Sometimes when we are in the middle of a life or work situation, we do not apply the lessons we have learned in the past. Take a recent trip to the beach, for example. I was merrily playing one of my favorite roles—of adventurous uncle—as the plan was to take my niece and nephew clamming. I neglected to remember that sometimes shortcuts can lead to mistakes.
One interesting note would be to point out how the sea and air have changed the coast over time. I raise that issue here to point out something about the tale I am about to recount, but I will revisit the idea of “shifting sands” later in the context of business.
The three of us were walking towards the clamming spot of choice and I began thinking about the best way to access it, given the fact that it had become more and more difficult to get to over time. Really, there were two choices: to take the conservative circle route around, or, climb over a large, steep, and wild dune (which would be the faster route).
I admit that I wanted to get to the business of instructional family clamming, so I decided to take the shortcut. I knew this would mean carrying children and equipment—and carry with it an unknown amount of risk—but the reward seemed worth it. After laboring up and over and down the dune and then trudging through the muddy sand-land mix, my niece said, “Uncle Jim, you are bleeding.” In fact, there was blood flowing from the bottom of my foot, painlessly yet profusely.
I was forced to postpone the clamming expedition for another day, as the immediate order of business was to get my wound looked at and treated. I turned up at Urgent Care and was informed that the wait time would be approximately two hours.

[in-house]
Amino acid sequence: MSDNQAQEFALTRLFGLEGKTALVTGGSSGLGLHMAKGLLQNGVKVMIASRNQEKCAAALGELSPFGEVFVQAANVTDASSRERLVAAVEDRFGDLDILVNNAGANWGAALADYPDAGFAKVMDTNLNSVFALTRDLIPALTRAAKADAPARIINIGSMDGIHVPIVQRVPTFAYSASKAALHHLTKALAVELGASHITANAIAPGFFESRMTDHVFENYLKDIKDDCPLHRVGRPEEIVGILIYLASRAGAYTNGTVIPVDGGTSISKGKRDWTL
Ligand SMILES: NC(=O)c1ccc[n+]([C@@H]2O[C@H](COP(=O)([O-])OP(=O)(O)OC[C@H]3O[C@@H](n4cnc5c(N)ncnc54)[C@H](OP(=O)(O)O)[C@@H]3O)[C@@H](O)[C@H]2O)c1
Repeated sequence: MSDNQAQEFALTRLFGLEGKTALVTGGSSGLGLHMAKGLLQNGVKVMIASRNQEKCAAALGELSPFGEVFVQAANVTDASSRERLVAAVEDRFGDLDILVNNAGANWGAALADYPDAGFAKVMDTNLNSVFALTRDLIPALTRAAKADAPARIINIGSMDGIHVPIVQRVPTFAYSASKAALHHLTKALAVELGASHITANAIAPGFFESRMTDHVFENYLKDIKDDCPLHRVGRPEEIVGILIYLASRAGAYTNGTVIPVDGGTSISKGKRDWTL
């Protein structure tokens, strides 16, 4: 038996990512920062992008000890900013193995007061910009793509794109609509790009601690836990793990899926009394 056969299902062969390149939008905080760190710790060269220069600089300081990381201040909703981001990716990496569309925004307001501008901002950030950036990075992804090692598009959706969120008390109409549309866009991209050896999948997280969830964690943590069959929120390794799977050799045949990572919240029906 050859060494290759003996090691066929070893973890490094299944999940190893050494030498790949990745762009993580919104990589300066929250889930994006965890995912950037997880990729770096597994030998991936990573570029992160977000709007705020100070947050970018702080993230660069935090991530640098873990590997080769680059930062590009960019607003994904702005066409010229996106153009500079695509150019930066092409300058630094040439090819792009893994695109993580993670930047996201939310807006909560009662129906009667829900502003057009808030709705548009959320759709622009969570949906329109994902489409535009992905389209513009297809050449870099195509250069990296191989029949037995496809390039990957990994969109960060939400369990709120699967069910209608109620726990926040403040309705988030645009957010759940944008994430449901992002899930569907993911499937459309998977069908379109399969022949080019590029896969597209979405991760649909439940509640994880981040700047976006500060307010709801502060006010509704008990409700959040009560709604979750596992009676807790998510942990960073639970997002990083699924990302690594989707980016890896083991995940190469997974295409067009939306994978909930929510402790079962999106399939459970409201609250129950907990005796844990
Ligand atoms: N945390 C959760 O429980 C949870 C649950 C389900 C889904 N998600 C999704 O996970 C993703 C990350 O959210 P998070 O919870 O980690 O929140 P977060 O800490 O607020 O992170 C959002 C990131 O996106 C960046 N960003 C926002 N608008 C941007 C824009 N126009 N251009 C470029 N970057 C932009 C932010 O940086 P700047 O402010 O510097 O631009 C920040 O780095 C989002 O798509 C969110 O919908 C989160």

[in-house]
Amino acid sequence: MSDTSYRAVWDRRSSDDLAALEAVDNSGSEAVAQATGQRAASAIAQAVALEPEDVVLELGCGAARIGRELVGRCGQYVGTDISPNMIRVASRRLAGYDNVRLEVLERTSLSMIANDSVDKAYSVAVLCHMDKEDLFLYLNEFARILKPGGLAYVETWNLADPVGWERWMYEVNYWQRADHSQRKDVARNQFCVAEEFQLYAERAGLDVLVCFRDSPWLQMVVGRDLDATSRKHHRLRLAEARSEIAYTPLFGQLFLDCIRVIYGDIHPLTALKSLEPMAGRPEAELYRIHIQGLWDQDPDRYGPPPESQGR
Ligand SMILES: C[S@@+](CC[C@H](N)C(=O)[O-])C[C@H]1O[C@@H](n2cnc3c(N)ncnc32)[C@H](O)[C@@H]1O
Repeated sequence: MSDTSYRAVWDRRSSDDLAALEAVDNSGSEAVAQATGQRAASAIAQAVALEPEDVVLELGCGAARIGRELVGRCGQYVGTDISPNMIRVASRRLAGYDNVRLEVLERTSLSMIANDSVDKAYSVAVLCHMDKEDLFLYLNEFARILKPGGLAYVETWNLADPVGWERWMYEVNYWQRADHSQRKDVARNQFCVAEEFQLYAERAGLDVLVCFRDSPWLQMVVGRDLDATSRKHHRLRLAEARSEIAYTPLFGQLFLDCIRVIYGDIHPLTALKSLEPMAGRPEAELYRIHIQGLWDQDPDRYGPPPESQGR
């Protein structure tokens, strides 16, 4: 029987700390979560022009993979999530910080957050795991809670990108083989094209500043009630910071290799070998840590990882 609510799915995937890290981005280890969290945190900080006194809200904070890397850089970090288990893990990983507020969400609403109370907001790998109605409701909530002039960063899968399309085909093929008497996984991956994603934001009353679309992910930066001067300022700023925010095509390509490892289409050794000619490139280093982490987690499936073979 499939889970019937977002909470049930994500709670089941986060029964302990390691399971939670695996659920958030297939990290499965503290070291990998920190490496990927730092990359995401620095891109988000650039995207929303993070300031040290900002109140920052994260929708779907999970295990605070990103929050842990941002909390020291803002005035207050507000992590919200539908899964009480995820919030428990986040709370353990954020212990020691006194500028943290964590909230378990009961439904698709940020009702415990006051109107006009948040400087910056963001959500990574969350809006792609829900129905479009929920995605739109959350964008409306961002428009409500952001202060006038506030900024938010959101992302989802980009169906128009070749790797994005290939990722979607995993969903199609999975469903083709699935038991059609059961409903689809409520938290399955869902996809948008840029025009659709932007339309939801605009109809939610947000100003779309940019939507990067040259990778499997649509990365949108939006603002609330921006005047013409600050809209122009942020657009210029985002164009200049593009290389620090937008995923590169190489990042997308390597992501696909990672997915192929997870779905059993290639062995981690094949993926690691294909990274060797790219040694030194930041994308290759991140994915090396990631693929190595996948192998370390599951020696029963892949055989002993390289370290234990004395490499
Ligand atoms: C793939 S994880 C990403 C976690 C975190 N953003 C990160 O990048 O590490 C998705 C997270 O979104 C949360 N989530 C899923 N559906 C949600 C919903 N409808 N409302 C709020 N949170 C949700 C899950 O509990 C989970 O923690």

So, for the second time in the day I was faced with two starkly different choices: either take the conservative approach and wait, or go home and have my nurse sister-in-law patch me up. But here was the rub (and the risk): I knew I probably needed a stitch or two, and as skilled as my sister-in-law is at first aid, she could only provide a butterfly.
Once again, I took a short cut, and once again, I made the wrong choice. I could go through all the blood-and-pus filled details, but instead I will neatly sum it up by saying that the choice I made set back my recovery, led to additional pain (and infection), and was not worth “saving” the two hours.
Remember my earlier thought about “shifting sands? During the ensuing week as I sat there with my foot elevated I could not help but thinking about how important it is to assess conditions (and risk) in life—and in business. And I also realized that often one bad choice can lead to another. Think about it for a moment: how many times have you “tried something” in your business that did not achieve the desired results? Do you accept that result every time and abandon the endeavor? Or do you compound the error?
At Sumus, we help you evaluate market conditions and prevent you from taking ill-fated shortcuts. Please contact us to learn more.